An IT consultant who complained about a company manual's reference to Indian employees has lost his personal grievance claim.
Kabeer Khan was made redundant by global IT giant Oracle in February 2011 after the company could find no further work for him due to the global economic downturn.
He raised a personal grievance before the Employment Relations Authority, claiming his dismissal had followed his complaints about racial discrimination.
Mr Khan had complained about alleged discrimination because he was Indian, and company manuals which referred to Indian staff as "Indians".
He further claimed his dismissal followed a letter he wrote to an Oracle international vice president, in which he made suggestions about how the company's business could be improved.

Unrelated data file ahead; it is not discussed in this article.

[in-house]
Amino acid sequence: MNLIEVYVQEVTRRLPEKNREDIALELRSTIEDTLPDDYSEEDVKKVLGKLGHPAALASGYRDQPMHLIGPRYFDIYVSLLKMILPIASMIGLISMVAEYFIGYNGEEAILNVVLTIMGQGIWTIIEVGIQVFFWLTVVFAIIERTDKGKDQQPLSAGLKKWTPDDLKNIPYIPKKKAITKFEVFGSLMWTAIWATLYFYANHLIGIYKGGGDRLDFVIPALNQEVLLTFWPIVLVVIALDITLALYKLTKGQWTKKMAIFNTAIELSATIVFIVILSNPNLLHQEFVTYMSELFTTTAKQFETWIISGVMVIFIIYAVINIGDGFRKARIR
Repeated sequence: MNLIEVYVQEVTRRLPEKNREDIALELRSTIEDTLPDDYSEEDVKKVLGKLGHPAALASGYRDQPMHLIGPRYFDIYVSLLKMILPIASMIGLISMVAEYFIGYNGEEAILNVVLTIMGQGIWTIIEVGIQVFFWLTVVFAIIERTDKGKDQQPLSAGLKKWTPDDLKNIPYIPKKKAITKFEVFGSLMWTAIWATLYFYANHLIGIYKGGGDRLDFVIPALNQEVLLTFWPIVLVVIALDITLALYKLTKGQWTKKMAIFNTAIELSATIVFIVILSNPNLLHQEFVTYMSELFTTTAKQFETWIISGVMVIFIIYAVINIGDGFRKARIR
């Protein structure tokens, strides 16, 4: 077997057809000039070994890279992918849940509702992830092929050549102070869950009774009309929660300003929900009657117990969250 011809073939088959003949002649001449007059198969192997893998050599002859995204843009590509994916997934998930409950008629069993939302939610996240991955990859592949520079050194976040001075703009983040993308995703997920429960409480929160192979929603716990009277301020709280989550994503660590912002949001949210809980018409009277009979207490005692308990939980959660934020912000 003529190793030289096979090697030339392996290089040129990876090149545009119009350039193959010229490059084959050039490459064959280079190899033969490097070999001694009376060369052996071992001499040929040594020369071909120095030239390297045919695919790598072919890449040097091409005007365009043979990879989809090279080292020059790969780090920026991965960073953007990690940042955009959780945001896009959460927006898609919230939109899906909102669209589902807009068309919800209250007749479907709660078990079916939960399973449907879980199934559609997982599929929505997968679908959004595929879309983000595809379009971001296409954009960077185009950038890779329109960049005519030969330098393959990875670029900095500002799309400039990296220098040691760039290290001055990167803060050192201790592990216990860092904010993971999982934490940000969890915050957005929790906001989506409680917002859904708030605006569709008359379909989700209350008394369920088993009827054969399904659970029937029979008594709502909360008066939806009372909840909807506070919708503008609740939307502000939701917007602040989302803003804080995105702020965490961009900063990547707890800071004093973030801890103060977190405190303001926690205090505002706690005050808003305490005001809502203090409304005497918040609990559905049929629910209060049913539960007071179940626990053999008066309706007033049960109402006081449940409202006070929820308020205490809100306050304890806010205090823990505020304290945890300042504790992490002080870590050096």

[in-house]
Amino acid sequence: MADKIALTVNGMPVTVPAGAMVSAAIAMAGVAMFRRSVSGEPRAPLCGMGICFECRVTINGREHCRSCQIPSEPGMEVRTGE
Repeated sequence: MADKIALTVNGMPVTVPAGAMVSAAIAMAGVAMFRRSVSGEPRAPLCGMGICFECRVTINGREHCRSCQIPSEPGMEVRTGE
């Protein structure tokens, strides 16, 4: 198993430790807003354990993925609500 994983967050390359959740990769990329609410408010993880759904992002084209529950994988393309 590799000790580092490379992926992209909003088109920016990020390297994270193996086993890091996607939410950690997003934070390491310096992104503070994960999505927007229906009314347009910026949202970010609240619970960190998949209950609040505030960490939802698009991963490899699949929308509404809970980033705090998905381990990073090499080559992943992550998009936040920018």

Oracle countered that the dismissal had followed a steady decline in its consultancy business due to the global economic downturn, which meant there was a lack of suitable work for Mr Khan in New Zealand.
Mr Khan did no billable jobs for several months from August 2009, until the company secured work for him in China the following year.
He returned to New Zealand in early February 2011, but with no further work on the horizon, he was dismissed with one month's salary in lieu of notice.
The Employment Relations Authority agreed to hear Mr Khan's claim of unjustified dismissal but declined to hear his claims relating to equal opportunities and racial harassment because they were filed out of time.
Chief authority member Alastair Dumbleton rejected Mr Khan's allegations against Oracle, as well as Mr Khan's opinion on why he was dismissed, as having no basis in fact.
He found the dismissal was a genuine redundancy and was justified.
Mr Khan had sought an order prohibiting the publication of his name, but the order was declined.